Emerald Ash Borer (EAB) FAQs for Kentuckians
ENTFACT-453: Emerald Ash Borer (EAB) FAQs for Kentuckians | Download PDF
Jonathan Larson, Extension Entomologist and Ellen Crocker Forest Health Extension
- Emerald ash borer (EAB) is an invasive beetle that infests and kills American ash species in the genus Fraxinus.
- As of the end of 2022, EAB has been found in 103 of the 120 counties in Kentucky. The newest finds were in Union, Ohio, Butler, and Allen counties (2022) and Hopkins, Warren, and Metcalfe counties (2021).
- EAB larvae live underneath the bark of infested trees, creating serpentine galleries in which they feed and grow, destroying the nutrient and water-conducting tissues.
- Over the course of several years, infested trees become unable to transfer food and water from the root zone and die.
- Healthy or newly infested ash trees can be treated with systemic insecticides to protect them from EAB.
Figure 1: As adults, emerald ash borers are small (1/2 long and about 1/8 inch wide), metallic green beetles. (Photo: Jim Kalisch, University of Nebraska-Lincoln)
Figure 2: Map of emerald ash borer in Kentucky, 2022 (Photo: Abe Nielsen, Kentucky Division of Forestry)
Emerald ash borer specializes on trees in the genus Fraxinus. In Kentucky, green, white, and blue ash are all attacked by EAB. White and green ash are readily killed, but blue ash is more resistant (it is thought to be less attractive to the female beetles laying eggs and better able to defend itself from larval development). EAB has also been found in white fringetree in natural and landscape settings and has been reared on devilwood in a laboratory setting. But the “true” ashes (white, green, and blue in KY) are the primary species of concern. Fortunately, EAB is unlikely to switch to different groups of trees and is no concern for other important tree species in the state (e.g., maple, oak). In addition, mountain ash trees (Sorbus americana) will not be infested as they are not true ash species and are instead more closely related to roses.
As the beetles develop, there will be multiple symptoms that may indicate a tree is infested with EAB. The first obvious signs will be branch dieback in the upper 1/3rd of the canopy. EAB tends to infest the upper portions of the plant first and moves downward over successive generations. Some may also notice an increase in woodpecker feeding activity on the tree. Infested trees also will produce suckers on the lower trunk. EAB adults produce a characteristic “D” shaped exit hole as they leave the host tree. As the infestation progresses, these “D” shaped holes may become more obvious at eye level on the trunk and large branches. The “D” shape is not always obvious and could also look like an irregular circle. As the trees moves towards death, vertical splits in the bark may also become obvious.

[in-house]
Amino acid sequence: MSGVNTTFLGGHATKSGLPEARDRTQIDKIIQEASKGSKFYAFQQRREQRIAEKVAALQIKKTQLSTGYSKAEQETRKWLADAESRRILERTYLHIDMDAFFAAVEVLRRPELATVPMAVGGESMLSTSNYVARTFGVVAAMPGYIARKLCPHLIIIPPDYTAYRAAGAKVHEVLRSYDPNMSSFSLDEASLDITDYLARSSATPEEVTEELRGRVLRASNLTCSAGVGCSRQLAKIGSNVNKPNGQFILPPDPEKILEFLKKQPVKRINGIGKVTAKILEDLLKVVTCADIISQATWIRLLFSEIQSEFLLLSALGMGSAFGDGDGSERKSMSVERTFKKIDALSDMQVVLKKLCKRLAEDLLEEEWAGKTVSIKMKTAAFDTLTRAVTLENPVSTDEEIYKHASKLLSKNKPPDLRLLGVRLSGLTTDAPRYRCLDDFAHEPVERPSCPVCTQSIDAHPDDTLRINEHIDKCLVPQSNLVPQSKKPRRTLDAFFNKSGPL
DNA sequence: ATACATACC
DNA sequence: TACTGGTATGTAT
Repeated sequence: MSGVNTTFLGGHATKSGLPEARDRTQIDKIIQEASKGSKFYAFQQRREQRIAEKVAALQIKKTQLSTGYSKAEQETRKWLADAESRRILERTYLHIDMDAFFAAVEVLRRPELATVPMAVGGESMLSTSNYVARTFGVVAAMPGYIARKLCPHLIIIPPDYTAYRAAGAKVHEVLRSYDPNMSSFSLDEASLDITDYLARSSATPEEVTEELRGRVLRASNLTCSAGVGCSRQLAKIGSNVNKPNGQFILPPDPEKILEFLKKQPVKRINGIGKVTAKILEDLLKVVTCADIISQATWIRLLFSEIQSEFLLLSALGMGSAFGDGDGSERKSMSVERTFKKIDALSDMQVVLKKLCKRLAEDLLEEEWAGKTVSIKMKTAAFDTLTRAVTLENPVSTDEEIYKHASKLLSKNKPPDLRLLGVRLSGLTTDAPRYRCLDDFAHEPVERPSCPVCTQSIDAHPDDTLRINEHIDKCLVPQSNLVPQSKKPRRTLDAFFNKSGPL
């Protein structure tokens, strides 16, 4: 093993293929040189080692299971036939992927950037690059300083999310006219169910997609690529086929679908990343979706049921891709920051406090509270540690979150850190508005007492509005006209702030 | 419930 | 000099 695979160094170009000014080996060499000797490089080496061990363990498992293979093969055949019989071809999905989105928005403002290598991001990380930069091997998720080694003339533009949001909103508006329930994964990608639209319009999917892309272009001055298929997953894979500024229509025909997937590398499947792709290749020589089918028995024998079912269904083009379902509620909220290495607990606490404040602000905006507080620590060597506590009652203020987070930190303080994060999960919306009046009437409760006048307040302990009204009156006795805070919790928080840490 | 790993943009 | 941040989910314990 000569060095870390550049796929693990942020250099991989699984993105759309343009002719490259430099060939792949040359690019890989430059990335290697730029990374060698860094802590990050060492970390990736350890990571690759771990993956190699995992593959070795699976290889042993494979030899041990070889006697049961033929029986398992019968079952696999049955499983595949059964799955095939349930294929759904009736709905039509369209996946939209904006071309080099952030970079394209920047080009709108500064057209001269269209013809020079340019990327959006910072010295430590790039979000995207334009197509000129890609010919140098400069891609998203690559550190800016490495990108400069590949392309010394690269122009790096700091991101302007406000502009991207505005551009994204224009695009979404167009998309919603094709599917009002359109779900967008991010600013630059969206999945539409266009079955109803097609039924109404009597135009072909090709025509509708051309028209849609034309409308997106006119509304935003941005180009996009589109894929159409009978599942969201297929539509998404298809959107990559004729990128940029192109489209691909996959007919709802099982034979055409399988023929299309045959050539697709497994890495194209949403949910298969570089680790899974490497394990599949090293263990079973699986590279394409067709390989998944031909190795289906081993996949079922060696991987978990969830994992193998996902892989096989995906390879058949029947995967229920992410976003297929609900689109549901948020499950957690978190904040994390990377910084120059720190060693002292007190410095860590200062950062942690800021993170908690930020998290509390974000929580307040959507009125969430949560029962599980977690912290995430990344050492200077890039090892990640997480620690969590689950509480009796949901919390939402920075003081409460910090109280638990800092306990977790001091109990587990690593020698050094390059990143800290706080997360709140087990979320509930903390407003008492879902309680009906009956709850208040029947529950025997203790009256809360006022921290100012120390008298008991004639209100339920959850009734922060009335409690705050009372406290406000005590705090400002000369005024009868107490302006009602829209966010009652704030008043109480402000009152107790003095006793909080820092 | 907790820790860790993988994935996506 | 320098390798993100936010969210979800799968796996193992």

White and green ash trees can usually survive an infestation for 7-10 years before succumbing. However, trees can be killed faster (1-2 years) if beetle populations are high or if trees are already declining due to other issues. Blue ash, while damaged by EAB, can live much longer despite infestation.
Figure 3: Early symptoms of an EAB problem include branch dieback in the upper portions of the tree (left image) and “sucker” or sprout growth in the lower trunk (right). (Photos: Eric R. Day, Virginia Polytechnic Institute and State University and Michigan Department of Agriculture, Bugwood.org)
Figure 4: Individual EAB create serpentine larval galleries under the bark, that progress in size as the larvae grows. When adults emerge from trees, they create diagnostic “D” shaped exit holes in the bark of the host tree. Other ash borers create round or oval holes instead.
Immature EAB, or larvae, tunnel just under the bark of trees and are the damaging stage. They have a flattened appearance and are creamy white with brown heads. The larvae are legless and composed of 10 bell-shaped segments along the length of their body. These larvae belong to a group of beetle larvae referred to as flatheaded borers, however there are many different species of flatheaded borers that impact different tree species (such as the flatheaded apple tree borer on apple trees).
Figure 5: EAB larvae may not be visible, but they are damaging trees by extensively tunneling and cutting off the flow of water and nutrients. (Photo: Pennsylvania Department of Conservation and Natural Resources - Forestry, Bugwood.org)
EAB larvae feed in the cambium layer, beneath the bark of host trees and create winding, serpentine tunnels as they develop. They do not bore deeply into the tree while feeding, though they will penetrate farther into the tree to pupate. An individual tree can be home to many, many larvae over successive generations and as their feeding damage accumulates the tree will struggle to move nutrients and water throughout the plant and will die.
Figure 6: Emerald ash borer larvae do not bore their way into the heartwood of the tree but feed in the layers just below the bark. Their damage deprives the tree of nutrients and water, resulting in death. (Photo: Joseph O'Brien, USDA Forest Service, Bugwood.org)
Adult EAB are distinctive, dark, metallic green beetles that are about 1/2 long and about 1/8 inch wide. They emerge for a relatively brief window of time in early summer to mate and lay eggs. During this time, they also feed on the leaves of ash trees, although this causes minimal damage.
Life Cycle in Kentucky
In this region, EAB usually has a one-year life cycle.
Figure 7: EAB in Kentucky generally will have a one-year life cycle, with larvae feeding through the summer before overwintering. They will pupate in the spring with adults appearing by early summer to lay eggs for the next generation.